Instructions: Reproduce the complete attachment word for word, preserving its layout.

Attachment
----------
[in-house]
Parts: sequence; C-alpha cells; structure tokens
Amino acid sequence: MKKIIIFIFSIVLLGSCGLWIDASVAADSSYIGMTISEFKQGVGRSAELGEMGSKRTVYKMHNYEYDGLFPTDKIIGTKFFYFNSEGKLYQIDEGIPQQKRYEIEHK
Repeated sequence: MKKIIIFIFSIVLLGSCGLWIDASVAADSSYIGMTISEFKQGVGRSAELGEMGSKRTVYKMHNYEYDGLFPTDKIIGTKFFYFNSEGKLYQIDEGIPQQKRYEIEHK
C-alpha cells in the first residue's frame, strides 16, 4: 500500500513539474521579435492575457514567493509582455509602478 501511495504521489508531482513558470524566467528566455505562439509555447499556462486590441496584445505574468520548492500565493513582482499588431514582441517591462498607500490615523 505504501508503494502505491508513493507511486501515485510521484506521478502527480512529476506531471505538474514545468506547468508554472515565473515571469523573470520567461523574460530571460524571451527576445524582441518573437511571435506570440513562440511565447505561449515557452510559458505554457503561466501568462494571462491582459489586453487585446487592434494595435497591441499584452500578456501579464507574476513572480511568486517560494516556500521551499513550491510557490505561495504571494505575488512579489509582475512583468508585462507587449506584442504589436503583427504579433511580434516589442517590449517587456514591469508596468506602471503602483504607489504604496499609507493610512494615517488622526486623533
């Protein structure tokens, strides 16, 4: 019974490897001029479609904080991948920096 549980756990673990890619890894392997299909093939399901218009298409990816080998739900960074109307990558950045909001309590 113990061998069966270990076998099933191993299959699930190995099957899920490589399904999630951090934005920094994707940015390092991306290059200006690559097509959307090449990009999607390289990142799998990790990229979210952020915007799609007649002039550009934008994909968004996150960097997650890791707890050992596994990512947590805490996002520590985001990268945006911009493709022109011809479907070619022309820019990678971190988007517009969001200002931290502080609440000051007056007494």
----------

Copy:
[in-house]
Parts: sequence; C-alpha cells; structure tokens
Amino acid sequence: MKKIIIFIFSIVLLGSCGLWIDASVAADSSYIGMTISEFKQGVGRSAELGEMGSKRTVYKMHNYEYDGLFPTDKIIGTKFFYFNSEGKLYQIDEGIPQQKRYEIEHK
Repeated sequence: MKKIIIFIFSIVLLGSCGLWIDASVAADSSYIGMTISEFKQGVGRSAELGEMGSKRTVYKMHNYEYDGLFPTDKIIGTKFFYFNSEGKLYQIDEGIPQQKRYEIEHK
C-alpha cells in the first residue's frame, strides 16, 4: 500500500513539474521579435492575457514567493509582455509602478 501511495504521489508531482513558470524566467528566455505562439509555447499556462486590441496584445505574468520548492500565493513582482499588431514582441517591462498607500490615523 505504501508503494502505491508513493507511486501515485510521484506521478502527480512529476506531471505538474514545468506547468508554472515565473515571469523573470520567461523574460530571460524571451527576445524582441518573437511571435506570440513562440511565447505561449515557452510559458505554457503561466501568462494571462491582459489586453487585446487592434494595435497591441499584452500578456501579464507574476513572480511568486517560494516556500521551499513550491510557490505561495504571494505575488512579489509582475512583468508585462507587449506584442504589436503583427504579433511580434516589442517590449517587456514591469508596468506602471503602483504607489504604496499609507493610512494615517488622526486623533
């Protein structure tokens, strides 16, 4: 019974490897001029479609904080991948920096 549980756990673990890619890894392997299909093939399901218009298409990816080998739900960074109307990558950045909001309590 113990061998069966270990076998099933191993299959699930190995099957899920490589399904999630951090934005920094994707940015390092991306290059200006690559097509959307090449990009999607390289990142799998990790990229979210952020915007799609007649002039550009934008994909968004996150960097997650890791707890050992596994990512947590805490996002520590985001990268945006911009493709022109011809479907070619022309820019990678971190988007517009969001200002931290502080609440000051007056007494």